Currently, my favorite black female television character is the no-nonsense secret agent Lana Kane from FX’s hit animated series “Archer” (referred to as “Archer Vice” for the duration of the 2014 season). Lana is the powerful, intelligent and beautiful “straightman” to the antics of alcoholic superspy Sterling Archer and the rest of the colorful characters at her spy agency. She’s the highest-ranking field agent at the company, and while she is the most levelheaded of the “Archer” cast, she also has the most consistently intelligent and humorous dialogue.

While it is not necessarily unheard of for a black female character, it certainly is rare — many roles for black women are usually sidekicks, or comic relief, or characters who lack depth. Lana remains relatable across ethnic boundaries while still being an interesting, developed character with her own hopes, dreams and fears.

Even with all the black Barbies I felt deprived of seeing myself within the world — which made me feel like the world didn’t have a place for me. Even in the few situations in which I did find a positive, interesting black female character in the media, she was usually “Americanized” — she had long hair, an inhumanly slim frame, light skin and light eyes. I’m not challenging the blackness of these women at all — Beyoncé, Halle Berry and Rashida Jones, for example, are no less “black” than I am, and they’re successful, talented and beautiful in their own right. The fact that society chooses these types of women to represent women of color as a whole while ignoring the rest of us is more telling about society in general — the actresses themselves are not at fault.

However, I find it unsettling that the only way in which black women are easily digestible for a widespread American audience is if they are mixed race, or otherwise lacking physical features that are “African” — outside of, perhaps, a slightly darker skin tone and sensualized lips. Essentially, the blackness only really serves to add a touch of smoky mystery. For example, on NBC’s “Parks and Recreation,” Rashida Jones’ character, Anne Perkins, is constantly at the center of debate regarding the ambiguity of her ethnic background — but this only adds to her allure. Neither Anne nor the rest of the characters on the show acknowledge the fact that she is, in fact, black. Doing so would strip her of a small percentage of her mystery and allure, which is the source of much of her perceived attractiveness.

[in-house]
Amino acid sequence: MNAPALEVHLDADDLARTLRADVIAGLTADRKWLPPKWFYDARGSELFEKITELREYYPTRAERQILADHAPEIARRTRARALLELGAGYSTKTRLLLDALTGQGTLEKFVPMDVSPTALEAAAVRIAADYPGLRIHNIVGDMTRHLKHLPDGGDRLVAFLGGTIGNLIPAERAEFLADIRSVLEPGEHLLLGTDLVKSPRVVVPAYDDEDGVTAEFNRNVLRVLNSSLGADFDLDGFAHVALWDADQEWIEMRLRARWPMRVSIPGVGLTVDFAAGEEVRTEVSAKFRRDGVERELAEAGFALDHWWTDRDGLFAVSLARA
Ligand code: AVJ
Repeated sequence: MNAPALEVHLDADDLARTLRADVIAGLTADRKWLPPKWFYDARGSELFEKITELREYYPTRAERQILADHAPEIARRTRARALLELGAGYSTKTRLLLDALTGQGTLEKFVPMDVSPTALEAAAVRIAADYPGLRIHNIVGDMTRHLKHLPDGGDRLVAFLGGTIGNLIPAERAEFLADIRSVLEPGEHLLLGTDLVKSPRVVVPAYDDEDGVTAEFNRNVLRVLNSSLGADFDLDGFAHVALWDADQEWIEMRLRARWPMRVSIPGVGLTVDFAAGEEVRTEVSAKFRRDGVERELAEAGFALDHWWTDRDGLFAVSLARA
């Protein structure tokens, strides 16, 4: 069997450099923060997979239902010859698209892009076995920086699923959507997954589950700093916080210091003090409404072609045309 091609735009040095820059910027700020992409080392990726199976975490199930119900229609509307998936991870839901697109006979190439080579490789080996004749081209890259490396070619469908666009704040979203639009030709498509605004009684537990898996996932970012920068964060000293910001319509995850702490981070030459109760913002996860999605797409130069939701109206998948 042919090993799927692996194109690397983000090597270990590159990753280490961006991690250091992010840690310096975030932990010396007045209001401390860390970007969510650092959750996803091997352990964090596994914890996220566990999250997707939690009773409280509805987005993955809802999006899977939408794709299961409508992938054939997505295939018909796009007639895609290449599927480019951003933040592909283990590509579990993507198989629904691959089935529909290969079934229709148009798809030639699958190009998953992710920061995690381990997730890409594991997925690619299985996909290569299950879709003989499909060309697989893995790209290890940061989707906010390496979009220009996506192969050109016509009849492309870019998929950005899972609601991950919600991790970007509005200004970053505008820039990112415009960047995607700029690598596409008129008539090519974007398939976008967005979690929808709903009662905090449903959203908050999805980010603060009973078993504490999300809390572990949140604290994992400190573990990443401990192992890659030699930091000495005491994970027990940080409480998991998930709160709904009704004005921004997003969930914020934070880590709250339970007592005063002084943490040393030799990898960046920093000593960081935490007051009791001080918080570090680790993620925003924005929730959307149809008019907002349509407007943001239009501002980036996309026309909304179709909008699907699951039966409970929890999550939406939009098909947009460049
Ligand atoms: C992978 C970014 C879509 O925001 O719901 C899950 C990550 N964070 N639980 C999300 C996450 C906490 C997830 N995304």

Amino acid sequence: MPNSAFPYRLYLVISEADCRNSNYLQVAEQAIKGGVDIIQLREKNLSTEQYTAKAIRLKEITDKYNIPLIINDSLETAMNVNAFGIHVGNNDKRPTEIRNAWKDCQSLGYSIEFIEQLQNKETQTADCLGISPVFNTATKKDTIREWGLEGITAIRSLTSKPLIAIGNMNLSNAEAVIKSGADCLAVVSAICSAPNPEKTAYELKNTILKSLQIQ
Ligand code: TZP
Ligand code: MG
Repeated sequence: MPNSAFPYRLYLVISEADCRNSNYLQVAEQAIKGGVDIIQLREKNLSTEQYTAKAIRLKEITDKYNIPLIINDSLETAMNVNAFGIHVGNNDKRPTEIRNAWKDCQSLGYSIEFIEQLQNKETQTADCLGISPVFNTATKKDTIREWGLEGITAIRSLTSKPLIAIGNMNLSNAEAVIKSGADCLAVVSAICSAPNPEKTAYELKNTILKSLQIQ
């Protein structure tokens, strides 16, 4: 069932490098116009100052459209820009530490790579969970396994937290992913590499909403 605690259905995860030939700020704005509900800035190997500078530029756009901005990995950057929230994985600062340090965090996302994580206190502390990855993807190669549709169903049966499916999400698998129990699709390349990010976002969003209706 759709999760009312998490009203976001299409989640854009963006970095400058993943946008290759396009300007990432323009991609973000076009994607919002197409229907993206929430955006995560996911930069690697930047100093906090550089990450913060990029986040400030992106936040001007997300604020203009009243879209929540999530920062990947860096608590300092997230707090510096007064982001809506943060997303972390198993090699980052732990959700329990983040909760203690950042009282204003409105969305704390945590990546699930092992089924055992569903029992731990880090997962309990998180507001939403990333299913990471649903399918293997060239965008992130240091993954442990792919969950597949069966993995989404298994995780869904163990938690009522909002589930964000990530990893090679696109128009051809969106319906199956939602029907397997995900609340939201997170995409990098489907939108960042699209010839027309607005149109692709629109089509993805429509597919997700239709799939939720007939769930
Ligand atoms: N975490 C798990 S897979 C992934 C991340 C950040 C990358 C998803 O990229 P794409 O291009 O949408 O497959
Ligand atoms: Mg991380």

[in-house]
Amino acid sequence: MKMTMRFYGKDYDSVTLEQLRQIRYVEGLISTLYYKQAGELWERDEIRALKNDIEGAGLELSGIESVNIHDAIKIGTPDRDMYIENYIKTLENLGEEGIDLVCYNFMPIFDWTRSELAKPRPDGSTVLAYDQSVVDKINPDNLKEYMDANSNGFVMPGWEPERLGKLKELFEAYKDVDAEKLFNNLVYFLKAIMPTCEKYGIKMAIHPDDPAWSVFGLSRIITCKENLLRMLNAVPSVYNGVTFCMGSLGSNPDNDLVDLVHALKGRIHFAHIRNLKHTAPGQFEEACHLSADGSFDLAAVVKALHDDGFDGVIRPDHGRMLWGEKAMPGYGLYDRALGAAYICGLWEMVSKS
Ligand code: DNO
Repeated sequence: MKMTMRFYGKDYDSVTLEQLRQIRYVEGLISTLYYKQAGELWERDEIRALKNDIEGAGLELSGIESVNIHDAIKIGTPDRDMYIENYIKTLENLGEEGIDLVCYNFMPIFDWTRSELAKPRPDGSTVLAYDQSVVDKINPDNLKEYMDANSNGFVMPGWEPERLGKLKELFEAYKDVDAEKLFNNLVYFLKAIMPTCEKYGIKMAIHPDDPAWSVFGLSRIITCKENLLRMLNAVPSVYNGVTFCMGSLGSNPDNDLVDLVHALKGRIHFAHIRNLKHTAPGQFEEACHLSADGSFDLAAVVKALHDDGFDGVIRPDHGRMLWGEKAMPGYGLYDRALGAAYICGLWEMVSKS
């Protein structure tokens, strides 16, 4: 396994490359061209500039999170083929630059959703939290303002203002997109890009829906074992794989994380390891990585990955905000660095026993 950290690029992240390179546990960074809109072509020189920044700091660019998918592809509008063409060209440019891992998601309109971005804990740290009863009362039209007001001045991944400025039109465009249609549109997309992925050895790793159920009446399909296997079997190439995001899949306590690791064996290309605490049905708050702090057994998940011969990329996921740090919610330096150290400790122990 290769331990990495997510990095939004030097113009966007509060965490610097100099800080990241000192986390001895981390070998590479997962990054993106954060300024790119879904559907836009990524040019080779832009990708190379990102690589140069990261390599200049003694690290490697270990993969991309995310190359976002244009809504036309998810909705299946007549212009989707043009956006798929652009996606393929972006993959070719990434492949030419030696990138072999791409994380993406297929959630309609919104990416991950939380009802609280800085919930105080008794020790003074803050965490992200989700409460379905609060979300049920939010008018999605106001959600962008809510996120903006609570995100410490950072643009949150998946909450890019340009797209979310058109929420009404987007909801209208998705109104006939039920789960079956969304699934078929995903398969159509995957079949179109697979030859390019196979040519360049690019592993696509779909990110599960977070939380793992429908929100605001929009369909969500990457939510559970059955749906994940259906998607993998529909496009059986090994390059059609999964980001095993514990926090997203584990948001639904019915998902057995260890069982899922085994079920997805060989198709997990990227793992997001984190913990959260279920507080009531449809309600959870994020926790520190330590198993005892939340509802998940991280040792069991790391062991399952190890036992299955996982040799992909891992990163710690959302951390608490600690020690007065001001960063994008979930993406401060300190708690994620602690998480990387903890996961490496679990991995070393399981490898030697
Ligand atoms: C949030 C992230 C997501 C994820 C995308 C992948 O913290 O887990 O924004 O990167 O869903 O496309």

Which brings me back to Lana Kane of “Archer,” the most kick-butt crime-stopper since Foxxy Cleopatra. She’s unrelenting, unapologetic and unstoppable, and although it’s insinuated that she is of mixed race, Lana identifies herself as black, as shown in a dialogue with her ex-boyfriend, Sterling Archer.

Sterling Archer: What? You’re black…ish.
Agent Lana Kane: Ish?
Sterling Archer: Well, what’s the word for it, Lana? You freaked out when I said ‘quadroon.’
Agent Lana Kane: Imagine that.
Archer, S1E03: “Diversity Hire”

As far as I can see, Lana is the only black woman in popular media not to use her blackness as a source of smoky mystery — she’s also the only mixed race black woman who couldn’t “pass” for white, not that this would be in character for her. And that, kids, is real bravery — not just in acknowledging and accepting who you are, but doing so unapologetically and with pride. This is why Lana’s blackness is so incredible to me, and I hope that future depictions of black women will in some form derive from Lana Kane — the only current black female star who does not apologize for her blackness.